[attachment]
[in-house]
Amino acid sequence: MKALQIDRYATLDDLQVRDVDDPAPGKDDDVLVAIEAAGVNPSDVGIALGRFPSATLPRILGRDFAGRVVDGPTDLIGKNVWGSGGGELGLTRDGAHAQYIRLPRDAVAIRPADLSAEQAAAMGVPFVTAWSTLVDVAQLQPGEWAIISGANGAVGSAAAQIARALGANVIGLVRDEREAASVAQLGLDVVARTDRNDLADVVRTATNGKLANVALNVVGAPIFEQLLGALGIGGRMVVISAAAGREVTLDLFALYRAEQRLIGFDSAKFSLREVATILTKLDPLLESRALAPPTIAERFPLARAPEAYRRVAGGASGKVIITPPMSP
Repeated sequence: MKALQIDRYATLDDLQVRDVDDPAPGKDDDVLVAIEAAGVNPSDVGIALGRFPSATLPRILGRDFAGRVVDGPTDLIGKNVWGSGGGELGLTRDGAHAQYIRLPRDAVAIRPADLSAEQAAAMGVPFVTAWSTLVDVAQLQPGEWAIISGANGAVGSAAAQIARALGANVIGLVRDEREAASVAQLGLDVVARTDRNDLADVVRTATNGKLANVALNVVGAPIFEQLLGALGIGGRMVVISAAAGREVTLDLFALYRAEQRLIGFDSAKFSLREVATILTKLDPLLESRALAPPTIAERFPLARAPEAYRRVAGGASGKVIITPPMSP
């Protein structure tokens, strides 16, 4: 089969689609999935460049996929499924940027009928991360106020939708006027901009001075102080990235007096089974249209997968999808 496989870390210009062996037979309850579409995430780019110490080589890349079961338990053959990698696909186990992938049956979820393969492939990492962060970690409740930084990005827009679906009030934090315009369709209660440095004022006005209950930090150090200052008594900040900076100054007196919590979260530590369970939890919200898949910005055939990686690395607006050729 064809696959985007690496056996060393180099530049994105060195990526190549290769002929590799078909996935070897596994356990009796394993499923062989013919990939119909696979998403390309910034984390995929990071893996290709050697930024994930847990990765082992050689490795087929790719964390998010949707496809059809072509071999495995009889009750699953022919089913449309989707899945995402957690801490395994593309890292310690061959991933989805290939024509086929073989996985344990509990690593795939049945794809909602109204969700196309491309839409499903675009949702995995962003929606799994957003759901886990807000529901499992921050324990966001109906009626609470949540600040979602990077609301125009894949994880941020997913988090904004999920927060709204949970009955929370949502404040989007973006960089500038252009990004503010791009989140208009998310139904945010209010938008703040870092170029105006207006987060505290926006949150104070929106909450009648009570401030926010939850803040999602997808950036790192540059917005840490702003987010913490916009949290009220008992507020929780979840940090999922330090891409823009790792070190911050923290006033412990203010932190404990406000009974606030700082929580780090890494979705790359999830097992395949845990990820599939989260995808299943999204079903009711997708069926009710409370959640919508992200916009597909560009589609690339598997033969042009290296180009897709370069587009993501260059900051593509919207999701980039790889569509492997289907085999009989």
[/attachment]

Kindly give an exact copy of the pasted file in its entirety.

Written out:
[in-house]
Amino acid sequence: MKALQIDRYATLDDLQVRDVDDPAPGKDDDVLVAIEAAGVNPSDVGIALGRFPSATLPRILGRDFAGRVVDGPTDLIGKNVWGSGGGELGLTRDGAHAQYIRLPRDAVAIRPADLSAEQAAAMGVPFVTAWSTLVDVAQLQPGEWAIISGANGAVGSAAAQIARALGANVIGLVRDEREAASVAQLGLDVVARTDRNDLADVVRTATNGKLANVALNVVGAPIFEQLLGALGIGGRMVVISAAAGREVTLDLFALYRAEQRLIGFDSAKFSLREVATILTKLDPLLESRALAPPTIAERFPLARAPEAYRRVAGGASGKVIITPPMSP
Repeated sequence: MKALQIDRYATLDDLQVRDVDDPAPGKDDDVLVAIEAAGVNPSDVGIALGRFPSATLPRILGRDFAGRVVDGPTDLIGKNVWGSGGGELGLTRDGAHAQYIRLPRDAVAIRPADLSAEQAAAMGVPFVTAWSTLVDVAQLQPGEWAIISGANGAVGSAAAQIARALGANVIGLVRDEREAASVAQLGLDVVARTDRNDLADVVRTATNGKLANVALNVVGAPIFEQLLGALGIGGRMVVISAAAGREVTLDLFALYRAEQRLIGFDSAKFSLREVATILTKLDPLLESRALAPPTIAERFPLARAPEAYRRVAGGASGKVIITPPMSP
């Protein structure tokens, strides 16, 4: 089969689609999935460049996929499924940027009928991360106020939708006027901009001075102080990235007096089974249209997968999808 496989870390210009062996037979309850579409995430780019110490080589890349079961338990053959990698696909186990992938049956979820393969492939990492962060970690409740930084990005827009679906009030934090315009369709209660440095004022006005209950930090150090200052008594900040900076100054007196919590979260530590369970939890919200898949910005055939990686690395607006050729 064809696959985007690496056996060393180099530049994105060195990526190549290769002929590799078909996935070897596994356990009796394993499923062989013919990939119909696979998403390309910034984390995929990071893996290709050697930024994930847990990765082992050689490795087929790719964390998010949707496809059809072509071999495995009889009750699953022919089913449309989707899945995402957690801490395994593309890292310690061959991933989805290939024509086929073989996985344990509990690593795939049945794809909602109204969700196309491309839409499903675009949702995995962003929606799994957003759901886990807000529901499992921050324990966001109906009626609470949540600040979602990077609301125009894949994880941020997913988090904004999920927060709204949970009955929370949502404040989007973006960089500038252009990004503010791009989140208009998310139904945010209010938008703040870092170029105006207006987060505290926006949150104070929106909450009648009570401030926010939850803040999602997808950036790192540059917005840490702003987010913490916009949290009220008992507020929780979840940090999922330090891409823009790792070190911050923290006033412990203010932190404990406000009974606030700082929580780090890494979705790359999830097992395949845990990820599939989260995808299943999204079903009711997708069926009710409370959640919508992200916009597909560009589609690339598997033969042009290296180009897709370069587009993501260059900051593509919207999701980039790889569509492997289907085999009989």